Come Thou now, and be among us

Representative Text

1 Come Thou now, and be among us,
Lord and Maker, while we pray:
Let Thy presence fill the temple
Which we dedicate to-day;
And, Thyself its Consecrator,
Dwell within its walls alway.

2 Grant that all Thy faithful people
May Thy truer temple be;
Neither flesh, nor soul, nor spirit,
Know another Lord than Thee;
But, to Thee once dedicated,
Serve Thee everlastingly.

3 Bright be here the Monarch's altar,
With the presents that we bring;
Held in holy veneration,
Rich with many an offering;
Ever hallowed, ever quiet,
Ever dear to God its King.

4 Here our souls, as Thy true altars,
Deign to hallow and to bless,
O Thou future Judge of all men,
With Thy grace and holiness:
That Thy gifts sent down from heaven,
We may evermore possess.

5 Praise and honor to the Father;
Praise and honor to the Son;
Praise and honor to the Spirit;
Ever Three, and ever One;
Consubstantial, Co-eternal,
While unending ages run.

Amen.

Source: Common Service Book of the Lutheran Church #242

Translator: J. M. Neale

John M. Neale's life is a study in contrasts: born into an evangelical home, he had sympathies toward Rome; in perpetual ill health, he was incredibly productive; of scholarly tem­perament, he devoted much time to improving social conditions in his area; often ignored or despised by his contemporaries, he is lauded today for his contributions to the church and hymnody. Neale's gifts came to expression early–he won the Seatonian prize for religious poetry eleven times while a student at Trinity College, Cambridge, England. He was ordained in the Church of England in 1842, but ill health and his strong support of the Oxford Movement kept him from ordinary parish ministry. So Neale spent the years between 1846 and 1866 as a warden of Sackvi… Go to person page >

Text Information

First Line: Come Thou now, and be among us
Latin Title: Urbs beata Hierusalem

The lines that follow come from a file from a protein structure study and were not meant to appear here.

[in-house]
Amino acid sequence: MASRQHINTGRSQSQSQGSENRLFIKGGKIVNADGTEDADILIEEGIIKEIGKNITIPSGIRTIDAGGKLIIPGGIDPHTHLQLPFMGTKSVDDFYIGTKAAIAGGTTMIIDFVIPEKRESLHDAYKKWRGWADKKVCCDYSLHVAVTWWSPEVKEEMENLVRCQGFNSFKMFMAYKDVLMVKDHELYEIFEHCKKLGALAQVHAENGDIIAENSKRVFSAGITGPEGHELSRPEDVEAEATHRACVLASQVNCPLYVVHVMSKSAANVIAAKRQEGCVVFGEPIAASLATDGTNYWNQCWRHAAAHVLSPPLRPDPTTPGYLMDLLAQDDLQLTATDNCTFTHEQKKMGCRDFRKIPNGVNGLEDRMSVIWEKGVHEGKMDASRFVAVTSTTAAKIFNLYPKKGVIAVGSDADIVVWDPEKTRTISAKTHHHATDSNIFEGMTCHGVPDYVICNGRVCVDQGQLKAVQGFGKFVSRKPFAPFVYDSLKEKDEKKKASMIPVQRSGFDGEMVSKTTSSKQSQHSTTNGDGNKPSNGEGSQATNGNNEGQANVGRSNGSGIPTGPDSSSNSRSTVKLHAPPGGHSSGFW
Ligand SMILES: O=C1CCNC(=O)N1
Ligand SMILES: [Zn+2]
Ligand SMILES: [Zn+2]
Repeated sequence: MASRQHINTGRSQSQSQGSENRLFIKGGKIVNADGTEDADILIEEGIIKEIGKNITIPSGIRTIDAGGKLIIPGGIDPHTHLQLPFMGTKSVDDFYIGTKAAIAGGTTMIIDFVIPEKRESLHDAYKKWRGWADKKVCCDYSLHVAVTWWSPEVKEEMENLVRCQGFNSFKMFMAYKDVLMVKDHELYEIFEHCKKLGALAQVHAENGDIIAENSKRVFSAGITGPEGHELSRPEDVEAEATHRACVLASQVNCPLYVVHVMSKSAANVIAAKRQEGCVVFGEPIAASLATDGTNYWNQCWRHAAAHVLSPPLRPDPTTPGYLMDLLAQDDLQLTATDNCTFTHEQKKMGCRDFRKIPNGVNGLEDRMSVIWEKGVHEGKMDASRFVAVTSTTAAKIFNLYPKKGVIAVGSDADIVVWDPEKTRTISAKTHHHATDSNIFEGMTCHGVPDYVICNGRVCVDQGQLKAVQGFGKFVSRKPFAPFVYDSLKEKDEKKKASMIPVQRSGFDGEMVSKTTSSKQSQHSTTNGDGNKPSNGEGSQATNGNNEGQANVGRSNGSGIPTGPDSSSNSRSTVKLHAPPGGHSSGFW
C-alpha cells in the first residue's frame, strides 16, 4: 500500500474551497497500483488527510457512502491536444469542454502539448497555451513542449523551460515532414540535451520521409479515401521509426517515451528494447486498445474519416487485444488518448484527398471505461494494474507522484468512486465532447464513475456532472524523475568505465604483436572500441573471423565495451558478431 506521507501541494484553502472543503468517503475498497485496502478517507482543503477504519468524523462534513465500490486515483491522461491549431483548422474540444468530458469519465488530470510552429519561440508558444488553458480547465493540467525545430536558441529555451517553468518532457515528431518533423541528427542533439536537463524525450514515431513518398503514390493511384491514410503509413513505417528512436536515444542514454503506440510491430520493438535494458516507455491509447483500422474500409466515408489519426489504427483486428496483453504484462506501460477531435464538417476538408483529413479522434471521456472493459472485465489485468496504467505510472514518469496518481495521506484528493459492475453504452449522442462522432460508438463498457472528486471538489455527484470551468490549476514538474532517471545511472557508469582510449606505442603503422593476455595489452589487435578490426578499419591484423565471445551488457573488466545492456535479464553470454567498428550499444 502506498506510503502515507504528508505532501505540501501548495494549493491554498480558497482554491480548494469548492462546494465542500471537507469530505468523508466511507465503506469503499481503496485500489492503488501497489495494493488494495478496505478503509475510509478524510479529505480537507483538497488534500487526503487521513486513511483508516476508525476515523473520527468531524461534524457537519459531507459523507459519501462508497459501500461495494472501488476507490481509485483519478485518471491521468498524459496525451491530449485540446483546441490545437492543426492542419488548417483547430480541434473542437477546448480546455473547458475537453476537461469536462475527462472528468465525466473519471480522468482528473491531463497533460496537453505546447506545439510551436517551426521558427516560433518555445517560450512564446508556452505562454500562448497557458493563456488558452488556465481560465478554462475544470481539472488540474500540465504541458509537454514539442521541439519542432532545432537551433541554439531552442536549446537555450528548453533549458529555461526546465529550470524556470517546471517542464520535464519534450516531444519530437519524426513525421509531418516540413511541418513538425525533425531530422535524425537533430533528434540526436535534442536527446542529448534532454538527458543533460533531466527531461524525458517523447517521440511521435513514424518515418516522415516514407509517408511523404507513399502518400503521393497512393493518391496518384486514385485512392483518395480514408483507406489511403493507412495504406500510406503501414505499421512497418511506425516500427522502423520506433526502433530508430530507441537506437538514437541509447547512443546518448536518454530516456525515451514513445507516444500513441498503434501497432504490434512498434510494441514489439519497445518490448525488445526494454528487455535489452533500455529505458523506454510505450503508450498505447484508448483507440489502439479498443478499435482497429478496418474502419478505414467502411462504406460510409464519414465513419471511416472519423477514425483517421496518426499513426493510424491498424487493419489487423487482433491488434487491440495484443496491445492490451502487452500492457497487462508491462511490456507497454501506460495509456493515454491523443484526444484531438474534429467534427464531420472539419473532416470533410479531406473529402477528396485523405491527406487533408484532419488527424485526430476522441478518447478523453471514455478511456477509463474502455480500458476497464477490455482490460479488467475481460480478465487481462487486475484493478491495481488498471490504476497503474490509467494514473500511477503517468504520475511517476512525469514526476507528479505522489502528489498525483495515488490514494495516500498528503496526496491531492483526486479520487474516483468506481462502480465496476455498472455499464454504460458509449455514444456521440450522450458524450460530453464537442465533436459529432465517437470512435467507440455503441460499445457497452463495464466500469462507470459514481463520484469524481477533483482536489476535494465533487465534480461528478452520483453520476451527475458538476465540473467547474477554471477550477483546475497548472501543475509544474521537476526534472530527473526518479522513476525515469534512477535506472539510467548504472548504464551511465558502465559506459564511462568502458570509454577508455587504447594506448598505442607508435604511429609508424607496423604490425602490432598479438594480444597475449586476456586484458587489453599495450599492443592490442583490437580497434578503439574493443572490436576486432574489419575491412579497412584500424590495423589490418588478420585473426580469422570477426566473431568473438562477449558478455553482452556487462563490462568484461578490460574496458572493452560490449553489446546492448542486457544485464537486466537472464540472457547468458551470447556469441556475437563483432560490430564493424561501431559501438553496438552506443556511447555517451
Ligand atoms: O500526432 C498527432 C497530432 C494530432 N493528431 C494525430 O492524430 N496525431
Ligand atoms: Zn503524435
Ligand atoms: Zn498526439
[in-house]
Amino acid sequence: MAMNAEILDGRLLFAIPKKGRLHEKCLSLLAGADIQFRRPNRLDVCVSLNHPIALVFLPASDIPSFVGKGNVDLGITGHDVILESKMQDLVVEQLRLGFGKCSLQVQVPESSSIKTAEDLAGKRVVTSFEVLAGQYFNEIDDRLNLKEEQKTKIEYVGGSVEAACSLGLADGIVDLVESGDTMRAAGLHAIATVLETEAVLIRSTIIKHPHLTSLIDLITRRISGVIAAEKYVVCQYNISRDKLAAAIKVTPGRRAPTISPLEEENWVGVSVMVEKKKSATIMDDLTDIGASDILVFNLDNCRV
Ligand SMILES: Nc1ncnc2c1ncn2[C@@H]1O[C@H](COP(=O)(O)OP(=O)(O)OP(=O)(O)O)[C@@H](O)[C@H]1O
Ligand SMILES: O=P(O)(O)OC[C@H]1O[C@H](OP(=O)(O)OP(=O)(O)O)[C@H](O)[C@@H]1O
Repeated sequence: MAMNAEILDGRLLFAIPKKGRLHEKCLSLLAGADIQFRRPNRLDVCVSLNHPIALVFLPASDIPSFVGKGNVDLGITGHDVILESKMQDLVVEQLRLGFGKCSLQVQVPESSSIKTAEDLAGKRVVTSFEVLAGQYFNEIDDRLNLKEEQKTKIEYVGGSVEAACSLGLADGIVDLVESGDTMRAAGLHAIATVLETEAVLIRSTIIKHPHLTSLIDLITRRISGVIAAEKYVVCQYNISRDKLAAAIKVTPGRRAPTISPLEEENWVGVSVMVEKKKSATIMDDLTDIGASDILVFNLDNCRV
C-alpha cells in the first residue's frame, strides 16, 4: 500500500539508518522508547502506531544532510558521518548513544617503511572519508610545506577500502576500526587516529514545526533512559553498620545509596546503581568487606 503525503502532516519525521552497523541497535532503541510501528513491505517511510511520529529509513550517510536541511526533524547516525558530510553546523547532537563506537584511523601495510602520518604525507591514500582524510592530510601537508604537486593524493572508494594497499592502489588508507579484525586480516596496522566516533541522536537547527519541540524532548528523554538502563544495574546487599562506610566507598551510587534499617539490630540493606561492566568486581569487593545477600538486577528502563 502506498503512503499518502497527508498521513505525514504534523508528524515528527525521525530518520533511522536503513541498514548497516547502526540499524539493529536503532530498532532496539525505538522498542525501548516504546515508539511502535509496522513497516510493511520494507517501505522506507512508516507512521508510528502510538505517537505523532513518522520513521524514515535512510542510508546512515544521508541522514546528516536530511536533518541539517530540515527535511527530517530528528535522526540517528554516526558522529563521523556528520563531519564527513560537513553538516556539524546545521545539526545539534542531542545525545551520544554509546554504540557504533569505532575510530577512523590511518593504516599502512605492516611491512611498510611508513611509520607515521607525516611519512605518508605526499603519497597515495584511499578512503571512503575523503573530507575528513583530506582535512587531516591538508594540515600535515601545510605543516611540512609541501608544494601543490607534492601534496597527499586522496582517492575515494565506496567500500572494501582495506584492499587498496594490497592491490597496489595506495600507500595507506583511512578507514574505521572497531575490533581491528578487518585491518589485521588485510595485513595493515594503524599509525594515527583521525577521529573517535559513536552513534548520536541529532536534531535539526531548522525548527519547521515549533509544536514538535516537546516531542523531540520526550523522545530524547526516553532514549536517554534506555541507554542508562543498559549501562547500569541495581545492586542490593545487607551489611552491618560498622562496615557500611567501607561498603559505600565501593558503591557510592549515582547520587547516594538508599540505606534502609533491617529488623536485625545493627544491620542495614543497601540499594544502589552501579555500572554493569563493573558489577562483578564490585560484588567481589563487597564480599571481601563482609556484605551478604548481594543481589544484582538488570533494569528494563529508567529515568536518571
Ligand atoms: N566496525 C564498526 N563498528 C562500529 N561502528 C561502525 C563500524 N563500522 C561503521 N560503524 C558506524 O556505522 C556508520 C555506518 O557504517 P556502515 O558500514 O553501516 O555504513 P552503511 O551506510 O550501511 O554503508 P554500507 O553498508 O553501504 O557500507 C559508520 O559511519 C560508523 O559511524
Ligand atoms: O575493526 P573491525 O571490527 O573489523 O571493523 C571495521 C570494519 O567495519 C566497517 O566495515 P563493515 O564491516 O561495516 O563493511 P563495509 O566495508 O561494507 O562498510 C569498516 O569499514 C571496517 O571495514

Translator: J. M. Neale
Meter: 8.7.8.7.8.7
Language: English
Copyright: Public Domain

Tune

REGENT SQUARE (Smart)

Henry T. Smart (PHH 233) composed REGENT SQUARE for the Horatius Bonar (PHH 260) doxology "Glory be to God the Father." The tune was first published in the English Presbyterian Church's Psalms and Hymns for Divine Worship (1867), of which Smart was music editor. Because the text editor of that hymna…

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ST. PANCRAS (Smart)


SICILIAN MARINERS

SICILIAN MARINERS is traditionally used for the Roman Catholic Marian hymn "O Sanctissima." According to tradition, Sicilian seamen ended each day on their ships by singing this hymn in unison. The tune probably traveled from Italy to Germany to England, where The European Magazine and London Review…

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Timeline

Instances

Instances (1 - 12 of 12)
Page Scan

A Selection of Hymns #262

TextPage Scan

Book of Worship (Rev. ed.) #491

TextPage Scan

Book of Worship with Hymns and Tunes #295

Page Scan

Church Book #293

TextPage Scan

Church Book #293

TextPage Scan

Common Service Book of the Lutheran Church #242

Gloria in Excelsis #d117

Page Scan

Hymns for the use of the Evangelical Lutheran Church, by the Authority of the Ministerium of Pennsylvania #292

Page Scan

The Book of Worship #282

Page Scan

The Church and Sunday-School Hymnal #161

The Hymns for the Use of Evangelical Lutheran Congregations #d79

TextPage Scan

The Lutheran Hymnary #131

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